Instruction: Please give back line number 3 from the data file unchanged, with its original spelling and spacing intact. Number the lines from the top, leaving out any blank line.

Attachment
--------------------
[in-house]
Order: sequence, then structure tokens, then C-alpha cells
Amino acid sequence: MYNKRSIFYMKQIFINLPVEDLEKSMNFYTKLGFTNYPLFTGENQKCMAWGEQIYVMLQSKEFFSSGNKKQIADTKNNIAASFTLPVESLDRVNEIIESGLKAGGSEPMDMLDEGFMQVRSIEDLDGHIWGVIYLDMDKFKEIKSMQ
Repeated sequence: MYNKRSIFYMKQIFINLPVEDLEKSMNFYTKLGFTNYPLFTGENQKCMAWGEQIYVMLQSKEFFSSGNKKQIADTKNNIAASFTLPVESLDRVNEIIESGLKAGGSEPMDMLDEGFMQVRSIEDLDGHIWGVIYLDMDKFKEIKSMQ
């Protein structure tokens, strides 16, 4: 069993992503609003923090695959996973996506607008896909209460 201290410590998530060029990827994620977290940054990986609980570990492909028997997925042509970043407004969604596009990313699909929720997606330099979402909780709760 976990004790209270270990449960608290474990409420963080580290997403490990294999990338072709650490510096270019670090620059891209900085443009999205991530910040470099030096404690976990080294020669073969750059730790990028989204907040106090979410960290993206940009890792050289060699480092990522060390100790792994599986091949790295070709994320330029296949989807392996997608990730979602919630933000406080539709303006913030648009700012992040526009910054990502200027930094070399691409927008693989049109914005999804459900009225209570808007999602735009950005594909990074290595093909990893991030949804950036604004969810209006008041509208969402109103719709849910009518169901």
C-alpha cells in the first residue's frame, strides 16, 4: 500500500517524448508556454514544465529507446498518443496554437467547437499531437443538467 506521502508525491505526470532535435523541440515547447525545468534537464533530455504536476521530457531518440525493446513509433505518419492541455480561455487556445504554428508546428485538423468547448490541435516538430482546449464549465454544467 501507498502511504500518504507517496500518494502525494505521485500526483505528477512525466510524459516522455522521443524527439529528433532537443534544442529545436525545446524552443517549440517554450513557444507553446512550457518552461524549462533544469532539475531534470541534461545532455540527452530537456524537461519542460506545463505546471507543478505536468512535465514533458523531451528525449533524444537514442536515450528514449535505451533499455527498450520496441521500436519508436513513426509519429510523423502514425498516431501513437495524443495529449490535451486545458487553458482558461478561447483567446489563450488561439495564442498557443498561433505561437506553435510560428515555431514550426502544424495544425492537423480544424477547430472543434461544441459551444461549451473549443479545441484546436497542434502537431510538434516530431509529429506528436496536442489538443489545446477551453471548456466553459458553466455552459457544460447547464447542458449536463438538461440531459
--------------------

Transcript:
Amino acid sequence: MYNKRSIFYMKQIFINLPVEDLEKSMNFYTKLGFTNYPLFTGENQKCMAWGEQIYVMLQSKEFFSSGNKKQIADTKNNIAASFTLPVESLDRVNEIIESGLKAGGSEPMDMLDEGFMQVRSIEDLDGHIWGVIYLDMDKFKEIKSMQ